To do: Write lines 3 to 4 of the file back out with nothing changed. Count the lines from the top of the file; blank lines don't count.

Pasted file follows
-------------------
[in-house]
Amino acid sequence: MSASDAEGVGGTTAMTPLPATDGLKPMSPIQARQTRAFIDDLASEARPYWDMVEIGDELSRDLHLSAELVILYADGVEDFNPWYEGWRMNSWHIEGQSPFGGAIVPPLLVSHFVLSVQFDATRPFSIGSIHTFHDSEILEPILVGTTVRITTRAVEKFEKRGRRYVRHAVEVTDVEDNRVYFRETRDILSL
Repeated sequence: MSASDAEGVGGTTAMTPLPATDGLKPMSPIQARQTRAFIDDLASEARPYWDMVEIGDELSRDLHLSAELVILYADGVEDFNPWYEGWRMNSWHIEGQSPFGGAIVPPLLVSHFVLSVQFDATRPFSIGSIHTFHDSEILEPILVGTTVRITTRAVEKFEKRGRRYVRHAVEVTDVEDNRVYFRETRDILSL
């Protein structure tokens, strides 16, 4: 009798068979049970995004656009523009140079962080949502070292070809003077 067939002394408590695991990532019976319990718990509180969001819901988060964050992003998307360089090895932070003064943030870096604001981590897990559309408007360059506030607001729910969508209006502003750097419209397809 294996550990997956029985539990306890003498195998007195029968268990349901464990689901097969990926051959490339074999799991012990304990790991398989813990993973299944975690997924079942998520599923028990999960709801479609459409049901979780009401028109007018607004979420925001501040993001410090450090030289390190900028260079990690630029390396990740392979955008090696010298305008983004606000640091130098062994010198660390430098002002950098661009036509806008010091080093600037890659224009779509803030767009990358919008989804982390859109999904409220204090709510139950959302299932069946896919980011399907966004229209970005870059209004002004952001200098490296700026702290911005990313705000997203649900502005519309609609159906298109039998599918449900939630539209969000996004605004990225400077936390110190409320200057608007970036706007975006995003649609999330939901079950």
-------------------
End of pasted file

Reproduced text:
Repeated sequence: MSASDAEGVGGTTAMTPLPATDGLKPMSPIQARQTRAFIDDLASEARPYWDMVEIGDELSRDLHLSAELVILYADGVEDFNPWYEGWRMNSWHIEGQSPFGGAIVPPLLVSHFVLSVQFDATRPFSIGSIHTFHDSEILEPILVGTTVRITTRAVEKFEKRGRRYVRHAVEVTDVEDNRVYFRETRDILSL
């Protein structure tokens, strides 16, 4: 009798068979049970995004656009523009140079962080949502070292070809003077 067939002394408590695991990532019976319990718990509180969001819901988060964050992003998307360089090895932070003064943030870096604001981590897990559309408007360059506030607001729910969508209006502003750097419209397809 294996550990997956029985539990306890003498195998007195029968268990349901464990689901097969990926051959490339074999799991012990304990790991398989813990993973299944975690997924079942998520599923028990999960709801479609459409049901979780009401028109007018607004979420925001501040993001410090450090030289390190900028260079990690630029390396990740392979955008090696010298305008983004606000640091130098062994010198660390430098002002950098661009036509806008010091080093600037890659224009779509803030767009990358919008989804982390859109999904409220204090709510139950959302299932069946896919980011399907966004229209970005870059209004002004952001200098490296700026702290911005990313705000997203649900502005519309609609159906298109039998599918449900939630539209969000996004605004990225400077936390110190409320200057608007970036706007975006995003649609999330939901079950």